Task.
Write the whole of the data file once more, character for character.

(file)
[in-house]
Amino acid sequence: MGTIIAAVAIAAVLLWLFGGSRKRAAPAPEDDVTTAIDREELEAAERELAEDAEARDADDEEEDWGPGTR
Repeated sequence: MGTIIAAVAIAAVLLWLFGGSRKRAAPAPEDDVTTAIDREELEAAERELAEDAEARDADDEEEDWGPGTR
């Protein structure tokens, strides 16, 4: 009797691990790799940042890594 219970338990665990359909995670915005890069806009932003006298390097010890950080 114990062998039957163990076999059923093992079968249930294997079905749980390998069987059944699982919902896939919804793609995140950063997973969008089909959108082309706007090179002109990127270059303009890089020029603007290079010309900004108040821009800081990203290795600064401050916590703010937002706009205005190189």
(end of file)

[in-house]
Amino acid sequence: MGTIIAAVAIAAVLLWLFGGSRKRAAPAPEDDVTTAIDREELEAAERELAEDAEARDADDEEEDWGPGTR
Repeated sequence: MGTIIAAVAIAAVLLWLFGGSRKRAAPAPEDDVTTAIDREELEAAERELAEDAEARDADDEEEDWGPGTR
């Protein structure tokens, strides 16, 4: 009797691990790799940042890594 219970338990665990359909995670915005890069806009932003006298390097010890950080 114990062998039957163990076999059923093992079968249930294997079905749980390998069987059944699982919902896939919804793609995140950063997973969008089909959108082309706007090179002109990127270059303009890089020029603007290079010309900004108040821009800081990203290795600064401050916590703010937002706009205005190189």